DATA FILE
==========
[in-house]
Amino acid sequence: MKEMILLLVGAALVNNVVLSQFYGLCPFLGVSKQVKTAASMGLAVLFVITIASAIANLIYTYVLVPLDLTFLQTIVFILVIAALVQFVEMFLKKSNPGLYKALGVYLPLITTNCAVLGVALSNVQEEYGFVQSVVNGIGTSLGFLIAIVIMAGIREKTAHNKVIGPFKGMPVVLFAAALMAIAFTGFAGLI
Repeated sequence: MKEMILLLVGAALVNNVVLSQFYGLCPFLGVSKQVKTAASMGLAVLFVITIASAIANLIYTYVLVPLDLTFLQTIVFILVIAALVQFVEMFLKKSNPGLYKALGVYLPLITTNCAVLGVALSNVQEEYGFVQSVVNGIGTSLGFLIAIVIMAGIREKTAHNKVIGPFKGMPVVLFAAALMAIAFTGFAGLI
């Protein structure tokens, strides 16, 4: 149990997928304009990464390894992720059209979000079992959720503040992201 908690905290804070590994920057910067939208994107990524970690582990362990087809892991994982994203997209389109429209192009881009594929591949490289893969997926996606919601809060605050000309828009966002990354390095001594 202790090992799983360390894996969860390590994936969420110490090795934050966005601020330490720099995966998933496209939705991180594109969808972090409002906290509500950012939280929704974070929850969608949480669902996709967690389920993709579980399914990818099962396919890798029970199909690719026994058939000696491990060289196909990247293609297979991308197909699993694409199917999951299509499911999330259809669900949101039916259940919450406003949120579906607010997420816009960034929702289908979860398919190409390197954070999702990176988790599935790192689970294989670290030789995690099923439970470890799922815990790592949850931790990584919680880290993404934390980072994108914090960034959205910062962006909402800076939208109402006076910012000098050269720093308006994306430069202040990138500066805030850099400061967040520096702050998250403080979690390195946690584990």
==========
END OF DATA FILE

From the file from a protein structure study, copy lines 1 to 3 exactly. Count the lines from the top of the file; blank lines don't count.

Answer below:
[in-house]
Amino acid sequence: MKEMILLLVGAALVNNVVLSQFYGLCPFLGVSKQVKTAASMGLAVLFVITIASAIANLIYTYVLVPLDLTFLQTIVFILVIAALVQFVEMFLKKSNPGLYKALGVYLPLITTNCAVLGVALSNVQEEYGFVQSVVNGIGTSLGFLIAIVIMAGIREKTAHNKVIGPFKGMPVVLFAAALMAIAFTGFAGLI
Repeated sequence: MKEMILLLVGAALVNNVVLSQFYGLCPFLGVSKQVKTAASMGLAVLFVITIASAIANLIYTYVLVPLDLTFLQTIVFILVIAALVQFVEMFLKKSNPGLYKALGVYLPLITTNCAVLGVALSNVQEEYGFVQSVVNGIGTSLGFLIAIVIMAGIREKTAHNKVIGPFKGMPVVLFAAALMAIAFTGFAGLI